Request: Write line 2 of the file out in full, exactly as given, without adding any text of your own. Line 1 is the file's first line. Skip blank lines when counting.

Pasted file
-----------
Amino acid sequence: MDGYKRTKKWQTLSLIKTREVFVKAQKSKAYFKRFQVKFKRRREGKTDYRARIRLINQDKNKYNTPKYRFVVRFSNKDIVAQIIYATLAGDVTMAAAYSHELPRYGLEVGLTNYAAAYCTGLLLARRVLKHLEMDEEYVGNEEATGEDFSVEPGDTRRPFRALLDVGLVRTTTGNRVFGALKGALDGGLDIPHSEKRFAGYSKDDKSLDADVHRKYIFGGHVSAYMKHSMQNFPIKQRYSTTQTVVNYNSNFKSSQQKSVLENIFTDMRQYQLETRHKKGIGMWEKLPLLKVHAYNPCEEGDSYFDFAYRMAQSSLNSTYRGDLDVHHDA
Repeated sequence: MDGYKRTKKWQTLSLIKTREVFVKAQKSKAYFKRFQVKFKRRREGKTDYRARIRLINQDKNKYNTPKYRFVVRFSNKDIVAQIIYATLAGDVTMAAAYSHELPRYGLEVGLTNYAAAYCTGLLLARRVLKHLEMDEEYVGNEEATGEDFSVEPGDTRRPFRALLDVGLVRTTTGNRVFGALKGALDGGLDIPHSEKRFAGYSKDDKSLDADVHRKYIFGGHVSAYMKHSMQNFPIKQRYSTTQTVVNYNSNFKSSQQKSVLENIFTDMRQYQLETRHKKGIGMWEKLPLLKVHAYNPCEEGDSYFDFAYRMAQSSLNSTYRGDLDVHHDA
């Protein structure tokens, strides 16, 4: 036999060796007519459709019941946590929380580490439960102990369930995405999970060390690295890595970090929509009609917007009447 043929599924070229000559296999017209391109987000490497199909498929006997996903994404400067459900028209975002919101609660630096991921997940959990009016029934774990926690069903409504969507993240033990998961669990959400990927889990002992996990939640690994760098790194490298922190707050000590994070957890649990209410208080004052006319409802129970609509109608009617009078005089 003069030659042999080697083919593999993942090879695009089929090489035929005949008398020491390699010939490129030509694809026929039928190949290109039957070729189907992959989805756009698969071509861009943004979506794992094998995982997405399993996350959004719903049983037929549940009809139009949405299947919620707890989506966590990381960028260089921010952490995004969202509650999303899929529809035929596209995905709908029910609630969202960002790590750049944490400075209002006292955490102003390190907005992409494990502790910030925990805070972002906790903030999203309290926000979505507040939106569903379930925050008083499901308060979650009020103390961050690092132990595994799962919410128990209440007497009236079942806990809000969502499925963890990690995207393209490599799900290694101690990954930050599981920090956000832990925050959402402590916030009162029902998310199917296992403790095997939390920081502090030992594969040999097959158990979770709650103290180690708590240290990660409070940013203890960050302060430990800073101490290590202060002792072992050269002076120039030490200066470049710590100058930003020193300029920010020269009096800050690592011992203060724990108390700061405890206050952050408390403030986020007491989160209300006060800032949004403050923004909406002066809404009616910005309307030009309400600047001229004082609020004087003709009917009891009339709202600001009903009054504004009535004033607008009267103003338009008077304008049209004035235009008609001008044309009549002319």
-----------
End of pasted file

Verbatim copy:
Repeated sequence: MDGYKRTKKWQTLSLIKTREVFVKAQKSKAYFKRFQVKFKRRREGKTDYRARIRLINQDKNKYNTPKYRFVVRFSNKDIVAQIIYATLAGDVTMAAAYSHELPRYGLEVGLTNYAAAYCTGLLLARRVLKHLEMDEEYVGNEEATGEDFSVEPGDTRRPFRALLDVGLVRTTTGNRVFGALKGALDGGLDIPHSEKRFAGYSKDDKSLDADVHRKYIFGGHVSAYMKHSMQNFPIKQRYSTTQTVVNYNSNFKSSQQKSVLENIFTDMRQYQLETRHKKGIGMWEKLPLLKVHAYNPCEEGDSYFDFAYRMAQSSLNSTYRGDLDVHHDA